China's anti-satellite weapon hits mark

Military event in space alarms Washington and other capitals


WASHINGTON -- China successfully carried out its first test of an anti-satellite weapon last week, signaling its resolve to play a major role in military space activities and bringing expressions of concern from Washington and other capitals, the Bush administration said yesterday.

Only two nations - Russia and the United States - have previously destroyed spacecraft in anti-satellite tests, most recently the United States in the mid-1980s.

Arms control experts called the test, in which a Chinese missile destroyed an aging Chinese weather satellite, a troubling development that could foreshadow either an anti-satellite arms race or, alternatively, a diplomatic push by China to force the Bush administration into negotiations on a weapons ban.

"This is the first real escalation in the weaponization of space that we've seen in 20 years," said Jonathan McDowell, a Harvard astronomer who tracks rocket launchings and space activity. "It ends a long period of restraint."

White House officials said the United States and other nations, which they did not name, had "expressed our concern regarding this action to the Chinese." Despite its protest, the Bush administration has long resisted a global treaty banning such tests because it says it needs freedom of action in space.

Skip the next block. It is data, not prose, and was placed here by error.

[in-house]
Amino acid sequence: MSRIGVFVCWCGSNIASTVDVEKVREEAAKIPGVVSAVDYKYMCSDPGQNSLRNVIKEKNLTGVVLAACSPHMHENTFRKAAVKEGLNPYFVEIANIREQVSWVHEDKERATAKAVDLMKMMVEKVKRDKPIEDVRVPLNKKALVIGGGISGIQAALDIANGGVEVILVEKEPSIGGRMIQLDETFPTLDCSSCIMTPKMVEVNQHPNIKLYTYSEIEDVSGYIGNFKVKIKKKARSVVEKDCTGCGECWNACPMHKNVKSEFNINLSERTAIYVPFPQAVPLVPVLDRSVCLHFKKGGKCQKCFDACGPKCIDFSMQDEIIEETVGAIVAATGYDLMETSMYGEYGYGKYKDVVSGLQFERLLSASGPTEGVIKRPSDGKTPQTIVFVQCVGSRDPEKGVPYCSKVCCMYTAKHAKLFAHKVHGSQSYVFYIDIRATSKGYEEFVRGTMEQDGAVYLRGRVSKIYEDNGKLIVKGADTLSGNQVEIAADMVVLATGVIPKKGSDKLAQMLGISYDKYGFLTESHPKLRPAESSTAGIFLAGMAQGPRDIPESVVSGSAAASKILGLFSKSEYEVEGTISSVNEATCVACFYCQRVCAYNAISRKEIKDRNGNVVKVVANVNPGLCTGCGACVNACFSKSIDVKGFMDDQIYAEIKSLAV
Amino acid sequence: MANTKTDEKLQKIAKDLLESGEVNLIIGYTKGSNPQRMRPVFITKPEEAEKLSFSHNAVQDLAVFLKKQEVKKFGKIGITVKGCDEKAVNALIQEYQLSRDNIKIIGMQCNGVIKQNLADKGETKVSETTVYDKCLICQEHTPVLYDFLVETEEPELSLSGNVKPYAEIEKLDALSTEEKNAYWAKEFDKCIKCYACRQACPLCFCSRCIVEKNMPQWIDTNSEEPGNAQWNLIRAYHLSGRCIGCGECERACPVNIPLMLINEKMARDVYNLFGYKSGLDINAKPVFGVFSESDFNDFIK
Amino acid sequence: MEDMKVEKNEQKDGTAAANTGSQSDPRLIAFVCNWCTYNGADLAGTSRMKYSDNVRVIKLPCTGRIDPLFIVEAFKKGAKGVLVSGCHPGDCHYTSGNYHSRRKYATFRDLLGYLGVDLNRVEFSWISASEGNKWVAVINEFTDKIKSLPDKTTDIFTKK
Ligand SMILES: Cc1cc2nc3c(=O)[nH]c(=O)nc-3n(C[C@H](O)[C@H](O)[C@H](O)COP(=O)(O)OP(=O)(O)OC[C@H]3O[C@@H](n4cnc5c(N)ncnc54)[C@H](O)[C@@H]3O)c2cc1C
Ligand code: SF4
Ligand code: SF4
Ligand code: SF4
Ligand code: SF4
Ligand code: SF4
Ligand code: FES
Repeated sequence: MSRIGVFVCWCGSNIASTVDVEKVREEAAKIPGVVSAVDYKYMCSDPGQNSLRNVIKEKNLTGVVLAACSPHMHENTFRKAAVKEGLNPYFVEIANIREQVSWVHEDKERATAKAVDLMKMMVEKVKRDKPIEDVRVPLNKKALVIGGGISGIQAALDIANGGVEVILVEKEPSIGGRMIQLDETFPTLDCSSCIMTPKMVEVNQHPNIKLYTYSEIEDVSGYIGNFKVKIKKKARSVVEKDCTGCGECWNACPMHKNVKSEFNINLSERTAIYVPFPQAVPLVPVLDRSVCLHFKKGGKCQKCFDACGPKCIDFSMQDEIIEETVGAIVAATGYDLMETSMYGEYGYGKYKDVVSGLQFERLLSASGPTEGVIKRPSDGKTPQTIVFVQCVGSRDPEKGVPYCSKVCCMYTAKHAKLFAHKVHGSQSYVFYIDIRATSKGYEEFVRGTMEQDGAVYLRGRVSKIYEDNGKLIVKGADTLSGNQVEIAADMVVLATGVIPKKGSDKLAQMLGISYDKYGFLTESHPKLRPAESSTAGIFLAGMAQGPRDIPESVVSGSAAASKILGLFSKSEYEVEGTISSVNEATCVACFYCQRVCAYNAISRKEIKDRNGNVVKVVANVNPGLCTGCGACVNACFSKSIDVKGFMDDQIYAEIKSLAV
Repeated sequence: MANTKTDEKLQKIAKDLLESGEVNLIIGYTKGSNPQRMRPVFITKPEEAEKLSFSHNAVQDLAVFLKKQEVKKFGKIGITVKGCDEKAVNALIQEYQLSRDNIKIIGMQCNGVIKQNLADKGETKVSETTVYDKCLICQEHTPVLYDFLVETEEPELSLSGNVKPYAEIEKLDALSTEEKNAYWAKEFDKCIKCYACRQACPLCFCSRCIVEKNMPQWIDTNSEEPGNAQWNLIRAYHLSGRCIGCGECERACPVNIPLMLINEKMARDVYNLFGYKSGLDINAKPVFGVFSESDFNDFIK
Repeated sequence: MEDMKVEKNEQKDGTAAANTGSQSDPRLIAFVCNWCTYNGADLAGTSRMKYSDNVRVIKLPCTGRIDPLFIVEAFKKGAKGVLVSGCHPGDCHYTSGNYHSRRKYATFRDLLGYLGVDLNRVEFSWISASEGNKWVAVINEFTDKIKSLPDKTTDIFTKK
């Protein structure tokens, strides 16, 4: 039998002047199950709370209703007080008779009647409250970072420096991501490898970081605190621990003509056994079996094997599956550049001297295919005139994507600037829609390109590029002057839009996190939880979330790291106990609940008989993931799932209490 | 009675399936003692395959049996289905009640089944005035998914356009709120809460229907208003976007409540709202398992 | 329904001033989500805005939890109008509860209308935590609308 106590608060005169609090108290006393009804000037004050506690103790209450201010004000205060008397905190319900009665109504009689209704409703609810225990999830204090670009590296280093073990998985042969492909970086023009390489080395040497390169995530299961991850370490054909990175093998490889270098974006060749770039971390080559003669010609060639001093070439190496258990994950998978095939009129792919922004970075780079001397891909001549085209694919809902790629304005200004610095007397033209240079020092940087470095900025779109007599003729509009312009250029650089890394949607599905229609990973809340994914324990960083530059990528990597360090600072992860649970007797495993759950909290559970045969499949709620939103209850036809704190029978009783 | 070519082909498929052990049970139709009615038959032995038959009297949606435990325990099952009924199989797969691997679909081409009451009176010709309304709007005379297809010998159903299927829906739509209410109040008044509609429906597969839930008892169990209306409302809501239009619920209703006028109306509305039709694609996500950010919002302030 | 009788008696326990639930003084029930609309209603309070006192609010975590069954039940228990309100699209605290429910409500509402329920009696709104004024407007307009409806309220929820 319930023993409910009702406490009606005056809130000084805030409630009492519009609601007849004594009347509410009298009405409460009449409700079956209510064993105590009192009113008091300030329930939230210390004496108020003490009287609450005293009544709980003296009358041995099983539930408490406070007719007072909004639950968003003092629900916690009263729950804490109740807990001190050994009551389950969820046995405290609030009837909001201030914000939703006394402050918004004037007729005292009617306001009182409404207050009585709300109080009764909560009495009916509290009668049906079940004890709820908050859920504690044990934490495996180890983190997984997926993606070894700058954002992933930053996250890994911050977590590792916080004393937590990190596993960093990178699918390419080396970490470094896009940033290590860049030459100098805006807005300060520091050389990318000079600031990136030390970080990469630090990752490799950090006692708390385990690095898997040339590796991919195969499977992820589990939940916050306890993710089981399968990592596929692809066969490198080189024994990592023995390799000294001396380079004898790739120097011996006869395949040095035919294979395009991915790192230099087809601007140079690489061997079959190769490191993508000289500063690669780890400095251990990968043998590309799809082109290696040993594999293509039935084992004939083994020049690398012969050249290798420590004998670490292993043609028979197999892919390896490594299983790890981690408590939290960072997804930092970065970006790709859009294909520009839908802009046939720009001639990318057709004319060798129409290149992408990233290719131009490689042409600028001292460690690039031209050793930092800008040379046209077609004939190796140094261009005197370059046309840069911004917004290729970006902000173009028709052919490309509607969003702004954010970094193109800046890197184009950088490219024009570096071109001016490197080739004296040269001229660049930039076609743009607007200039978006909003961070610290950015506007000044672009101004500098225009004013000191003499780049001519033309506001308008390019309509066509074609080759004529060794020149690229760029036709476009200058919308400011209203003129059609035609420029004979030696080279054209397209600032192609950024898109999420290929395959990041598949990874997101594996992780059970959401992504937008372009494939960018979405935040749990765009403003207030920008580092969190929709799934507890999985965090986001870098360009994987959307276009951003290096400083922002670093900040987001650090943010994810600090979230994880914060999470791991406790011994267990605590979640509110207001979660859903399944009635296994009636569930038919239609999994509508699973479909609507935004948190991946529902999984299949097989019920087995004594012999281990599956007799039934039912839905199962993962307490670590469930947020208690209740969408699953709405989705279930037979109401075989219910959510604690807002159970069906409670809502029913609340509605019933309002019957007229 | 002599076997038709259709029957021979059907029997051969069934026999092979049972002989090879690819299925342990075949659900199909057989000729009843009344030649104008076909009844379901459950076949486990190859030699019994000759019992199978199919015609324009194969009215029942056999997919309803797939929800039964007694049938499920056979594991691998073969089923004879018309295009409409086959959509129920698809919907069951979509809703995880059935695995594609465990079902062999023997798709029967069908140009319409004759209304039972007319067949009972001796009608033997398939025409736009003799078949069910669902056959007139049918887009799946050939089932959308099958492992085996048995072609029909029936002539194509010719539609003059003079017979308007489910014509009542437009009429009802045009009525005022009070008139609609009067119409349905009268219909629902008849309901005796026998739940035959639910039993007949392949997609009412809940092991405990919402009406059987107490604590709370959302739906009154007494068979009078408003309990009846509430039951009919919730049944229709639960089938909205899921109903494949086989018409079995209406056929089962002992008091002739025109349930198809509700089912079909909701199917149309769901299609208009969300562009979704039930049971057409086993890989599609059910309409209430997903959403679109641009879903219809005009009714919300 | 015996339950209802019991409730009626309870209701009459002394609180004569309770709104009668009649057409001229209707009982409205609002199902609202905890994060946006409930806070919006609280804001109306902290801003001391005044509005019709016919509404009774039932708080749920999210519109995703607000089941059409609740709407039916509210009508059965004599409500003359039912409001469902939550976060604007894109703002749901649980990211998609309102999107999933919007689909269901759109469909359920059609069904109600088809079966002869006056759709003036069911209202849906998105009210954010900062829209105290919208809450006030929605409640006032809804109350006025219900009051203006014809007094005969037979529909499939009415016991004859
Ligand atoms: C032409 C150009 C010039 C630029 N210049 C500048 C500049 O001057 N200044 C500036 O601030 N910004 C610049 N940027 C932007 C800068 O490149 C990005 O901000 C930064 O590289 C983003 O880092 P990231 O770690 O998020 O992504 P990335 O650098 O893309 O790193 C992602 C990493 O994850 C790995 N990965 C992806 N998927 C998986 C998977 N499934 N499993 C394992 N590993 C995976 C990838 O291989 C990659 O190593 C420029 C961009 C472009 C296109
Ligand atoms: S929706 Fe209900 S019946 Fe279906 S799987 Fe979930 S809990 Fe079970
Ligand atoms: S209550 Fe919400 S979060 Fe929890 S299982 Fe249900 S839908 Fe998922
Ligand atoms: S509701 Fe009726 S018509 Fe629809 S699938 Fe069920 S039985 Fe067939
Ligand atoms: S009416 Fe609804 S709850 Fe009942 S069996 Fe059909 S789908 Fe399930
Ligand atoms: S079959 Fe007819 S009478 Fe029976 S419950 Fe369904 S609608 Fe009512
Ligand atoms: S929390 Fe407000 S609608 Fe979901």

At a time when China is modernizing its nuclear weapons, expanding the reach of its navy and sending astronauts into orbit for the first time, the test appears to mark a new sphere of technical and military competition. American officials complained today that China made no public or private announcements about its test, despite repeated requests by American officials for more openness about its actions.

The weather satellite hit by the missile circled the globe at an altitude of roughly 500 miles. In theory, the test means that China can hit American spy satellites, which orbit closer to Earth than 500 miles. Experts said remnants of the destroyed satellite could threaten to damage or destroy other satellites for years or even decades to come.

In late August, President Bush authorized a new national space policy that ignored calls for a global prohibition on such tests and asserted the need for American "freedom of action in space."

"It could be a shot across the bow," said Theresa Hitchens, director of the Center for Defense Information, a private group in Washington that tracks military programs. "For several years, the Russians and Chinese have been trying to push a treaty to ban space weapons. The concept of exhibiting a hard-power capability to bring somebody to the negotiating table is a classic Cold War technique."

Gary Samore, the director of studies at the Council on Foreign Relations and a proliferation expert, said in an interview: "I think it makes perfect sense for the Chinese to do this both for deterrence and to hedge their bets. It puts pressure on the U.S. to negotiate agreements not to weaponize space."

Hitchens and other critics have accused the Bush administration of conducting secret research on advanced anti-satellite weapons using lasers, which are considered a far speedier and more powerful way of destroying satellites than the cruder weapons of two decades ago. The White House statement, issued by the National Security Council, said China's "development and testing of such weapons is inconsistent with the spirit of cooperation that both countries aspire to in the civil space area."

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